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The pathetic state of Philippine car wash

Filipino car owners deserve the best cleaning machines out there

Most Filipino car owners make do with the friendly neighborhood car wash. No choice. PHOTO BY FRANK SCHUENGEL

It’s fair to say that people around here love their cars. With the recent economic boom that brought vehicle ownership within easy reach of many more consumers who previously could never afford their own four wheels, owning a car is a really big deal and a subject of great pride. Days and weeks are often spent reading reviews and comparing prices on the path to picking the right car, but when it comes to maintaining that prized possession, Filipino drivers paradoxically seem to be much less demanding. I am talking about the state of the Philippine car wash.

You’re lucky if your car wash place has curtain dividers. Some don’t even have these. PHOTO BY FRANK SCHUENGEL

Almost all car wash places around here seem to be set up the same way. A shed-like structure with a tin roof and space for two to five cars that is run by a bunch of young guys, with a radio blaring in the background and, if you’re lucky, a waiting area for customers, tastefully furnished with plastic chairs and an ashtray (true deluxe establishments also have some food vendor attached to them). There also never seems to be a real pressure washer in sight. Instead, tired-looking pumps mounted on the back wall suck water out of blue plastic drums before pushing it along ordinary garden hoses that are then used to rinse the vehicles. The watering can my wife uses for her flowers has more water pressure than this setup, and as a result the job of actually cleaning dirt off cars is not left to highly accelerated water molecules, but instead falls to a dirty old rag.

Why do we let these rags touch our car? Horrific. PHOTO BY FRANK SCHUENGEL

This mangy piece of fabric is usually dragged across the paint job with varying degrees of enthusiasm, with the holder often not shying away from leaning over the bodywork or standing on the tires to reach those hard-to-access areas. After another low-pressure rinse, it’s time for the drying-off process that is facilitated by means of another dirty old rag. At the end of it all, you are usually left with something that kind of resembles a clean car, but it’s not an ideal process. And while I would never want to knock the entrepreneurial spirit of car wash operators, I can’t help but wonder if we shouldn’t be demanding better. After all, a car is the second-most expensive purchase most of us ever make, and there are some pretty tasty machines halfway across the globe that will keep your car nice and shiny.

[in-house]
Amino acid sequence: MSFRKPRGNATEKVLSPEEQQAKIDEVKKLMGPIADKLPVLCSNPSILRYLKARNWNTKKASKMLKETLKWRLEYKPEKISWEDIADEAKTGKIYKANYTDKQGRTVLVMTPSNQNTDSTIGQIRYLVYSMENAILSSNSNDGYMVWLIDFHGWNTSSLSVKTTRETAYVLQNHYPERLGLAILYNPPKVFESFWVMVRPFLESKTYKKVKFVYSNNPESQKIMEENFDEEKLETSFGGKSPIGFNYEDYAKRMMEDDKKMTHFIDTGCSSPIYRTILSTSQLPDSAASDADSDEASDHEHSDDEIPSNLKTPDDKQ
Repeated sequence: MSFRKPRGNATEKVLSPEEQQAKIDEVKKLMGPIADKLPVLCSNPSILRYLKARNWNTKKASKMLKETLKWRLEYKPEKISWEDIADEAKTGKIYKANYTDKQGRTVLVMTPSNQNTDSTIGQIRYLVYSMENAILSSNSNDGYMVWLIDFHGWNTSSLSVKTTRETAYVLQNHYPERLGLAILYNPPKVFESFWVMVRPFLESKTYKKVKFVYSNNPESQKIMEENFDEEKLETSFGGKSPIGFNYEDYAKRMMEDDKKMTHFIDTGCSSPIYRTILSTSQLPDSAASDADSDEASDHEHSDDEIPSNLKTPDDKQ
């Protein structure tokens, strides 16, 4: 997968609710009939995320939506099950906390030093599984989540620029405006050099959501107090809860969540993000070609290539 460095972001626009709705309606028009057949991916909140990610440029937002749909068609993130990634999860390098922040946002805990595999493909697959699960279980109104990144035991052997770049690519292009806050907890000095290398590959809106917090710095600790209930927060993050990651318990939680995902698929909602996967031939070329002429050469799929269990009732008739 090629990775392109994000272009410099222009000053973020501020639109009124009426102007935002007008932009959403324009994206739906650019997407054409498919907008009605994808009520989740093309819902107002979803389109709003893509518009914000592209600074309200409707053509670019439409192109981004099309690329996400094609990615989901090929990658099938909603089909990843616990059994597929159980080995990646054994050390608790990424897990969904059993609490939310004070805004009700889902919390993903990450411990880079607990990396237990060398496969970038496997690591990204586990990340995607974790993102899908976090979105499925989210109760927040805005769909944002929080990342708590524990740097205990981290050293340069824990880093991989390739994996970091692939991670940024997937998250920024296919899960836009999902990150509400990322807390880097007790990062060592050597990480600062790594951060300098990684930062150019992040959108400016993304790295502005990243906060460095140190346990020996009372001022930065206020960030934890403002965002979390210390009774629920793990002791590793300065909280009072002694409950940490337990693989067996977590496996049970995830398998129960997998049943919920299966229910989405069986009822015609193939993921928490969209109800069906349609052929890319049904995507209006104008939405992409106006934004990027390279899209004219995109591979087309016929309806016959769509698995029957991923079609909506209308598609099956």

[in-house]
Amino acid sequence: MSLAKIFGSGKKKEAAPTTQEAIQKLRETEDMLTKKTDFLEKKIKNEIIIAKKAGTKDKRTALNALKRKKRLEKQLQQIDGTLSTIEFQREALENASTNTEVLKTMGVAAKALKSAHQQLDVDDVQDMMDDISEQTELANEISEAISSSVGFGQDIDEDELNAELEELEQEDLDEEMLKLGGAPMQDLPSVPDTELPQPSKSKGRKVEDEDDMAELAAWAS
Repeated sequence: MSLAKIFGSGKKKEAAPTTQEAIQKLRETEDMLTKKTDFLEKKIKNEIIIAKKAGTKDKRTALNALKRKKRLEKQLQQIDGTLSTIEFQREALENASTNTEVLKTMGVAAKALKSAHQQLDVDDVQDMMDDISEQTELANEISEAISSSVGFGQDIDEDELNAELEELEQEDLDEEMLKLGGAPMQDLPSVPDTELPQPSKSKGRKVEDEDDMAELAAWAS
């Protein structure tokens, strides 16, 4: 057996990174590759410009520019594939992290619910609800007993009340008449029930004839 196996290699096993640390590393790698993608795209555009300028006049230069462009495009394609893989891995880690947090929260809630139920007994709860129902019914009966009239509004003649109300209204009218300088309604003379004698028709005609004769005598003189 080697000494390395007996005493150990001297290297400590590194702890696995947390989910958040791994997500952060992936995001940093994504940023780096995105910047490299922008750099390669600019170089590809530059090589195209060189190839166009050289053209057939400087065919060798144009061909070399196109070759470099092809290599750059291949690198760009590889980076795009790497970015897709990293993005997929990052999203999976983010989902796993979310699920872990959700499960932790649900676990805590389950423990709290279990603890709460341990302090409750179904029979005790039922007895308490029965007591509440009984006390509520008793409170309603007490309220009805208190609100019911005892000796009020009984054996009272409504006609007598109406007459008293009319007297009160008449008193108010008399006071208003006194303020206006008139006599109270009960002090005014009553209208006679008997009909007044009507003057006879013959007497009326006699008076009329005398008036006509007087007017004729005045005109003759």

This is how privately owned vehicles are pampered in Western countries. We like. PHOTOS FROM CHRIST WASH SYSTEMS

One of my earliest car-related childhood memories was the ritual of going to the car wash on a Saturday (in Germany, obviously). The place we always went to back in my Bavarian hometown was attached to a gasoline station, and my father would first fill up the car and then get it cleaned, leaving the family Merc (a yellow W123 300TD) sparkling in the warm morning sun. This wasn’t a normal car wash, though. This was an object of great wonder. An automated hulk of a machine that would pull your car through a foam- and brush-filled tunnel of cleanliness, where high-pressure water jets and rotating brushes attacked dirt with great vigor, before a massive blow dryer removed all the water without any human hand ever touching the paintwork. Here is a similar machine in action. Behold the Christ Indoor Express Car Wash Tunnel Evolution with twin-plate conveyor:

This was a fascinating machine for little me, and I wonder why we don’t have any of these things over here. Don’t tell me it’s because the Philippines is a Third World country and people don’t like to spend money. This country has countless Starbucks branches patronized by people who buy P150 caffeinated beverages just so they can get a stupid planner they will never really use. And let’s not even start with all the automotive expenditure you see around here. The amount of aftermarket parts installed on vehicles every day is enough evidence that Filipino car owners can very well afford to spend more than P100 for a car wash. All we need is someone to bring a few of those high-tech machines over.

Self-service car wash, anyone? Looks fun. PHOTO FROM CHRIST WASH SYSTEMS

The other thing that amazes me is the lack of places that offer self-service car wash. You might ask: Why on earth would someone want to go through all the trouble of cleaning a car himself if he could have someone else do it for some loose change? Well, washing your car is more than just removing the dirt that has accumulated on it over time. It’s a deeply therapeutic activity that allows you to unwind and think about the important things in life. Like which car-loving businessman do we need to contact and convince to bring a Christ Indoor Express Car Wash Tunnel Evolution to the Philippines?

Frank Schuengel

Frank is a German e-commerce executive who loves his wife, a Filipina, so much he decided to base himself in Manila. He has interesting thoughts on Philippine motoring.